Director: Ron Howard
Starring: Alden Ehrenreich, Woody Harrelson, Emilia Clarke, Donald Glover, Thandie Newton, Phoebe Waller-Bridge, Paul Bettany, Jon Favreau, Joonas Suotamo
Written by: Jonathan Kasdan, Lawrence Kasdan and (based on the characters created) George Lucas.
Running Time: 135 mins
Release date: 24th May 2018
Solo: A Star Wars Story is the second of the stand-alone movies in the ever-evolving universe. There is one thing that is surprising about this origins tale of the early days of Star Wars favourite Han Solo, is that it ever got made at all. Having the original directors, Phil Lord and Chris Miller left the project due to creative differences, it was up to Oscar winner Ron Howard to pick up the pieces, yet it has been widely reported that he reshot more than 80% of the movie. For that, he must be applauded as you really cannot see the joins. The question that needs to be answered, however, is do we really need another Star Wars movie so soon after The Last Jedi?
Han is a young man with big dreams: escaping the hell of a planet littered with crooks and thieves with the love of his life, Qi’ra and to be a pilot. When the two lovers are separated, Han joins the rebellion where he meets a gang of criminals, led by Beckett, who are planning to steal hyper fuel for the leader of an Empire band, Dryden Vos. When they cannot deliver, Dryden demands that Beckett, Han and Chewbacca, Han’s new friend, replace the fuel, with help from a smuggler, Lando Calrissian.
Set sometime before The Phantom Menace, when the Empire was forming, this is the tale of how Han met his buddy, Chewbacca, got his full name (in one of the most clunky scenes ever) and got his hands on the Millennium Falcon. All wrapped up in a cowboy/heist film. Unlike the other Star Wars films, which were about war and often took themselves seriously (sometimes far too seriously) the tone for this adventure is light and is more like a romp. This is one of the problems with the film. We have all regarded the saga to have light and shade throughout, with characters like Han bringing the light to otherwise dark situations. Here, the film is a little too tongue-in-cheek, as if it’s a parody of itself.
Han Solo has always been the rogue, the one with the smart one-liners and the devil in his eye but the whole film doesn’t feel like an extension to the universe, more a way of appeasing the fans while they wait for the final part of the next segment. Unfortunately, this seems to have been released way too close to The Last Jedi and so you get this feeling that Disney and Lucas Films are churning them out too quickly, which could damage the franchise and people may see this as just a money making opportunity. Sadly, that thought sits in the back of your mind while watching it.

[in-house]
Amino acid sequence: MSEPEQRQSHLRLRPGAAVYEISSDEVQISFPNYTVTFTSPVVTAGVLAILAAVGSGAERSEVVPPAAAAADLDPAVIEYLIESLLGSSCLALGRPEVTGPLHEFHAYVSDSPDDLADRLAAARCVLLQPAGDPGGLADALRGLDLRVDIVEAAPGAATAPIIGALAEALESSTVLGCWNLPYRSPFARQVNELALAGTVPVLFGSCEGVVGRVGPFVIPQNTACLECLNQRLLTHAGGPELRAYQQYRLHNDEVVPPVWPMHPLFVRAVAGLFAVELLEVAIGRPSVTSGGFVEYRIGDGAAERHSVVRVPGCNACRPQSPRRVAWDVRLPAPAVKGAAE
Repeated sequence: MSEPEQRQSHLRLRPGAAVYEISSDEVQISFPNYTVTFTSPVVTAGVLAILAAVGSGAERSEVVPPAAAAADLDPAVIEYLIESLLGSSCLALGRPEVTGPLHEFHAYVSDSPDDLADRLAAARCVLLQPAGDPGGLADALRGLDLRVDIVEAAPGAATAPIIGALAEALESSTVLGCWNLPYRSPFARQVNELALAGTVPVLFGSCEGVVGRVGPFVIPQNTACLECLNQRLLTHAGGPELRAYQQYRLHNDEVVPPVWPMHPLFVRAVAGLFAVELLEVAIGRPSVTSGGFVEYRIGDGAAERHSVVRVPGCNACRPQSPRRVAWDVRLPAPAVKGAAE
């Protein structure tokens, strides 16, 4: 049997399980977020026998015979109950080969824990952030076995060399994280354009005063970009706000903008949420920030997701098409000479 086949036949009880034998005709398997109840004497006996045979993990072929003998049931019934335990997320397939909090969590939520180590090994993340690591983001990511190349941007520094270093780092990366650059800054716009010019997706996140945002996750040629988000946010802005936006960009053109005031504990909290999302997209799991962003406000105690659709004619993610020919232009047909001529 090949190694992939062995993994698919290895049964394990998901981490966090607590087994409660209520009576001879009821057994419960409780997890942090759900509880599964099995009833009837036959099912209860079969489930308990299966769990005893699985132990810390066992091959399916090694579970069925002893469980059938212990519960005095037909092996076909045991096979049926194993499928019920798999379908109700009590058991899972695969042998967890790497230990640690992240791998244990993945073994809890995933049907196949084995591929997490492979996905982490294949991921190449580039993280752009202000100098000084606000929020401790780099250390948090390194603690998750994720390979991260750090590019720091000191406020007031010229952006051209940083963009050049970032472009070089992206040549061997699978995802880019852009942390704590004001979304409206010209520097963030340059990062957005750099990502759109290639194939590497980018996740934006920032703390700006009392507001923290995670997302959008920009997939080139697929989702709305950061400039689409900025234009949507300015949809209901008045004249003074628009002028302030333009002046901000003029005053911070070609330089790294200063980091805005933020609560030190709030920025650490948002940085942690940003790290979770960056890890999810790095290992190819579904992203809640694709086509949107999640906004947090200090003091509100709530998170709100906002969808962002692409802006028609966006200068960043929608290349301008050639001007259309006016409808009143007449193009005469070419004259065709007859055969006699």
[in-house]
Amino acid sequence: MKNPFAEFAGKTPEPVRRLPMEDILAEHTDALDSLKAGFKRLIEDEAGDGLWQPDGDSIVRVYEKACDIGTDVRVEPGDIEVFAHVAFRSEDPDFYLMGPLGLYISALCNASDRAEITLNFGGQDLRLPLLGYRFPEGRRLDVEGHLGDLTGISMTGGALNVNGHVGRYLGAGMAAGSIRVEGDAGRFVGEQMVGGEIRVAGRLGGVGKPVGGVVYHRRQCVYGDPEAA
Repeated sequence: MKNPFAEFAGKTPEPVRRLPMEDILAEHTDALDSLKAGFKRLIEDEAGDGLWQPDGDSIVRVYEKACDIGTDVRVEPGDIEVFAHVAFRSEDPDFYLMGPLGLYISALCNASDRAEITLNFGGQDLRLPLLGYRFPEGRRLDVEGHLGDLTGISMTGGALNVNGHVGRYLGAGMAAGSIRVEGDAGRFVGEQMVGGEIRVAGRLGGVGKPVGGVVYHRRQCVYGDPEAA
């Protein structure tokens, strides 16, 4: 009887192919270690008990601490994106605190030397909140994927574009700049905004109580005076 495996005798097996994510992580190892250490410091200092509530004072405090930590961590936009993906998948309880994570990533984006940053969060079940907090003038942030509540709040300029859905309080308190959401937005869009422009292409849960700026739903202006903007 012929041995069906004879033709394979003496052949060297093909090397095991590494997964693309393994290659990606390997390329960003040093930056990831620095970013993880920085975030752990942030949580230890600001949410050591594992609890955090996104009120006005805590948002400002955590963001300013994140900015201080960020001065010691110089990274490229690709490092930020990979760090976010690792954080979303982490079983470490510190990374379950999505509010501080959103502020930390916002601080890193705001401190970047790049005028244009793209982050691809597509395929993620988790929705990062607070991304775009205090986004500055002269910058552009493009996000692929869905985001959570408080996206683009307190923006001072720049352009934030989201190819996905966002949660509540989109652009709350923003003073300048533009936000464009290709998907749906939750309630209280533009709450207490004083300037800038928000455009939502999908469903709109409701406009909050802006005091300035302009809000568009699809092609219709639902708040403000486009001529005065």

The action sequences are well executed. The heist on the train works well and brings an element of excitement to the proceedings but there are moments when the pace drops and the middle does feel a little baggy. The romance between Han and Qi’ra also feels more like an interruption than a plot device. On the plus side, the interaction between Han and Chewie is almost heart-warming and the performances from a very energetic cast manage to pull you through and makes it quite an entertaining experience.
Alden Ehrenreich does a terrific job stepping into the giant shoes of Harrison Ford as Han, bringing that same boyish glint and sarcastic slant to each line. He seems to get better and more charming as the film goes on, maybe because you have got used to someone else playing such an iconic character. Woody Harrelson is always good value and Phoebe Waller-Bridge, she of the TV comedy, Fleabag, is funny as L3-37, Lando’s robotic partner. The real aces to this film are Donald Glover as the smooth, sharp-dressed Lando, who has an almost uncanny resemblance to Billy Dee Williams and who brings depth to the character that makes you want to see his story develop. Paul Bettany as the villainous Dryden Vos, steals the film from everyone with a confidence and approach to his character that makes you almost scream out, why wasn’t he in any other Sar Wars movie!
Solo: A Star Wars Story isn’t terrible. It’s hugely entertaining while you are watching. It has moments where you laugh-out-loud and you do enjoy spending time with these characters. The problem is you leave the cinema thinking, I had a good time but what was the point? If this was a new character and unconnected to Star Wars, it might be a reasonable adventure but we have come to expect something more from the series. Rogue One managed to make you feel satisfied but this is fun but flawed.